Freedom of speech versus the law

This website will carry a 7-part series of articles comprising of excerpts from Dr Chee Soon Juans latest book Your Future, My faith, Our Future. Heres Part II.

Why did you speak in public without applying for a police permit? In Singapore, the constitution guarantees every citizen the right to freedoms of speech, assembly, and association. Singapore is a signatory to the Universal Declaration of Human Rights, which requires governments to protect such fundamental freedoms. Since coming to power on the back of the democratic process, however, the PAP has systematically dismantled the framework that underpins the foundation and spirit of democracy. As a citizen of this country and a member of a political party, I am obliged to uphold and defend the constitution.

But doesnt speaking in public without a permit constitute breaking the law? Yes, it does. What is legal, however, is not always right, and what is illegal is not always wrong. Laws are put in place for the good of society and must be obeyed. But laws are also put in place by governments to suppress freedoms in order to buttress their own political power. These laws are undemocratic, unjust, and in many instances, unconstitutional. Prominent examples are the laws that segregated the whites from the blacks in erstwhile apartheid South Africa and in the United States during the 1950s and 1960s, that enabled Western Europe to colonise Africa and Asia, that prohibited citizens from speaking out during the communist years in the Soviet Union and Eastern Europe, and that criminalize the formation of political parties by Chinese citizens.

But mustnt there be order in society, and doesnt the PAP government have a responsibility to enforce the law? This is precisely what I would like to see in Singapore. Ironically, it is the PAP that repeatedly flouts the very laws it imposes on others. For example, although the PAP pulls down and confiscates the SDPs National Day flags and buntings put up in SDP-held constituencies, it allows its own flags to be displayed freely. Although permits are requiredand deniedfor opposition parties to hold public speeches, PAP leaders and supporters routinely hold public rallies. In 1995, Ling How Doong, a SDP member of parliament for Bukit Gombak, was not allowed to give a speech during a National Day dinner he organised in his own constituency and for his constituents. Days later, Lim Boon Heng, a PAP minister, and another official of the Residents Committee came to the constituency and gave two public speeches. PAP members give public addresses to their constituents as a matter of routine. I have enumerated in other sections of this chapter more examples of how the PAP breaks laws willy-nilly. A government that interprets and enforces the law to meet its own political ends shows total contempt for the rule of law. Order and stability derived from such practices are illusory. They cannot be sustained by the selective enforcement of laws.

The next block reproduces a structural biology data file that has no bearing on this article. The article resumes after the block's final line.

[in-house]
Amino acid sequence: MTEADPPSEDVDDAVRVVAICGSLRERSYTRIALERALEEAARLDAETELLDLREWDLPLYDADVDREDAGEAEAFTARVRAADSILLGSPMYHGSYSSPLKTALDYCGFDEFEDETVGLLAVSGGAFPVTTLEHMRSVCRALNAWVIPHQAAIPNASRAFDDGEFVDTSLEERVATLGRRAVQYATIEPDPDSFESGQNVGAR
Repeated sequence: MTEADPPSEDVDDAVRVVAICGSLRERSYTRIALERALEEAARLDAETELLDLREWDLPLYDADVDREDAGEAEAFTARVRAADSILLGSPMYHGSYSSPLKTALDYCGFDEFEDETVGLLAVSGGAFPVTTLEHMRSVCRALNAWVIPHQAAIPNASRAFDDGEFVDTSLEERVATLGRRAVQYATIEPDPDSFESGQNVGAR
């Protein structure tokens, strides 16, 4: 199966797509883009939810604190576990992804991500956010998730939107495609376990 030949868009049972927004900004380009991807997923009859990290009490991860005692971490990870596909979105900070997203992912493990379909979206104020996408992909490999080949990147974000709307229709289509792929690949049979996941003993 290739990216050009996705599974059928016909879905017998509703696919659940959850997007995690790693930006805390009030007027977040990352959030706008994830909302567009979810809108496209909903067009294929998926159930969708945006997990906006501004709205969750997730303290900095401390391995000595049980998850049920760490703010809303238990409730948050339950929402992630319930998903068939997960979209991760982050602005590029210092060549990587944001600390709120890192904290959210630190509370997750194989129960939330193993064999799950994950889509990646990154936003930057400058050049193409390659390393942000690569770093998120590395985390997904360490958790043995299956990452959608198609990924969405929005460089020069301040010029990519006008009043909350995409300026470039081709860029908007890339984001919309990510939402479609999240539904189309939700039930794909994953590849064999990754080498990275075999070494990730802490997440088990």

But wont freedom of speech lead to riots like those the 1960s? Why should they? The election rallies that we have been having for the past thirty to forty years have been very peaceful. The two speeches I gave at Raffles Place amply demonstrate that Singaporeans can gather for political rallies in a peaceful manner. It is altogether a poor excuse on the PAPs part to prevent its opponents from speaking to the public by citing the possibility that public disorder will follow. The use of such scare tactics, anachronistic as they are, is not new to the politics of autocracy. As I mentioned, PAP leaders routinely hold public political talks. Why should speeches and events held by the PAP be different from any others? If the government is concerned about the potential for public disorder, why not ban soccer games? Many football matches have witnessed unruly behaviour among the spectators that has deteriorated into open riots. The vast majority of people who attend soccer matches are peace-loving folks who dont want any chaos or violence. How is this different from political gatherings? Granted, there may be a minority who, for whatever reason, would like nothing better than to start a ruckus. But should we let a few misfits ruin the majoritys right to assemble for a political event?

Why is freedom of speech so important? A society that empowers its members to assemble and organise ensures that the authorities cannot divide and conquer. Unity is not only strength. It is the means by which society protects itself against state abuses and excesses. The ability of the people to speak freely is the bulwark of democracy and ensures governmental transparency and accountability.

Your Future, My Faith, Our Freedom is sold at Select Books (Tanglin Shopping Center), Kinokuniya Bookstore (Takashimaya Shopping Centre, Orchard Road) and the SDP office (1357A Serangoon Road, Singapore 328240).

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